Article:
Riga Office Building, Riga, Latvia
A city with many buildings.

The Future of City Centres

Editor’s note: This article originally appeared in NLA.

Since the beginning of the industrial age, people have been told when and where to work. Now the shoe is on the other foot, and for the first time, employees are choosing their work hours and locations. The outcome of this newfound level of choice is that, realistically, we aren’t going back to the office five days a week from 9-5. If companies want to attract people back, they must consider what staff want and need from the office.

Whilst we should consider what the magnets will be on a workplace level, we should also look at this on a city level. Wherever the final balance lies, this is the biggest change we’ve seen in our lifetimes in terms of where and how people are working, and the effect this is having on Central Business Districts.

For a huge proportion of office-based workers, the pandemic has changed everything, forcing a radical rethink of the role our city centres now play. The changing commuter patterns are clearly seen in London where, for the first time ever, the most popular day on the tube is now a Saturday. Although the city centre is still the best place to socialise and experience culture, it is no longer an essential location for many people to do their work. The balance in Central London has shifted towards being more of a lifestyle location rather than the traditional work destination.

Footfall in the West End is noticeably higher than footfall within the city, because it is mixed use, with a range of retail, culture, hospitality, residential, and office spaces. The city, on the other hand, is heavily centered around office-based employment and is now missing so much of the life and buzz that draws people in. As businesses start to make choices about their office location, it is inevitable that they will be enticed to the areas that will help to attract talent. That means offices in more lively areas with good accessibility will have an easier time hiring and retaining the best staff.

From Central Business District to Central Social District

Clearly, the way we work and the way we enjoy our lifestyles are becoming increasingly blended. The Central Business District (CBD) is now becoming the Central Social District (CSD). The established CBDs remain to be the best places to meet, to socialise, to learn, and to exchange ideas, but they now need to adapt to our new demands. This blend of work and lifestyle has given birth to a new form of ‘workstyle.’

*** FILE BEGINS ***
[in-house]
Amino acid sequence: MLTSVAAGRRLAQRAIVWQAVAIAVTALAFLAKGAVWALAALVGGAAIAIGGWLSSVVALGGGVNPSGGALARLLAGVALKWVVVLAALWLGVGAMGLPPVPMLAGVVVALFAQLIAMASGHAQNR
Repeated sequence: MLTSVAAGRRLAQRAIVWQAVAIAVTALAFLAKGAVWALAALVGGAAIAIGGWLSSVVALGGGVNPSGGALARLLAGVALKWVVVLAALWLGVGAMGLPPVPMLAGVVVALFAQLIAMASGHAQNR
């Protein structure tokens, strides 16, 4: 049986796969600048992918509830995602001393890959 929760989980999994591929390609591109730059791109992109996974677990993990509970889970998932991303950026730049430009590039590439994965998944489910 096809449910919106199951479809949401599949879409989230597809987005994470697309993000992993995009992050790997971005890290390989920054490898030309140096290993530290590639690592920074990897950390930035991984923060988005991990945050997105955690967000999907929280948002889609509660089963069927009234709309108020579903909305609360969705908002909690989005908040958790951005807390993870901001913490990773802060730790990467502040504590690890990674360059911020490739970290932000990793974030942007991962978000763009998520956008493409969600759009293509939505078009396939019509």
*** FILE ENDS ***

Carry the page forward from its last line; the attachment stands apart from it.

Transforming the city of London into a vibrant social hub can be done through an effective public realm strategy and the provision of amenities that cater to the needs and desires of residents and workers in the area, retaining the existing population and drawing new people and businesses in. By creating inviting public spaces, such as parks and squares, and encouraging a mix of uses beyond the office, such as retail, restaurants, cultural attractions, educational facilities, healthcare, and fitness amenities, people will come to these Central Social Districts not only to work, but to enjoy their free time. Diversity, equity, and inclusion targets can be met with community-oriented events, the promotion of local businesses, and more affordable housing. Additionally, providing convenient and safe transportation options, such as bike lanes and public transport, can further enhance  accessibility and connectivity of CSDs, making them even more attractive as social hubs.

This mirrors one of the top 10 meta trends in Gensler’s Design Forecast 2023, “Office as a Destination,” which looks at how offices continue to transform to offer a diverse collection of spaces and experiences that will entice people back. The report also looks at how this flight to quality and experience will give a competitive advantage to spaces in prime locations and have the right mix of high-quality amenities in and around the building. It’s about being better connected, with better accessibility to activities outside of work.

The trends identified in Design Forecast 2023 impact not just the traditional office but the way we use and engage with our cities. The most competitive cities will be the ones that most quickly adapt to the evolving needs of people who have been given more choice and freedom than ever before.

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Ian Mulcahey
Ian is a global leader of Gensler’s Cities & Urban Design practice. He oversees projects across the U.K., Europe, and the Middle East and brings a deep understanding of the various political, commercial, and social drivers that influence planning delivery. He is based in London. Contact him at .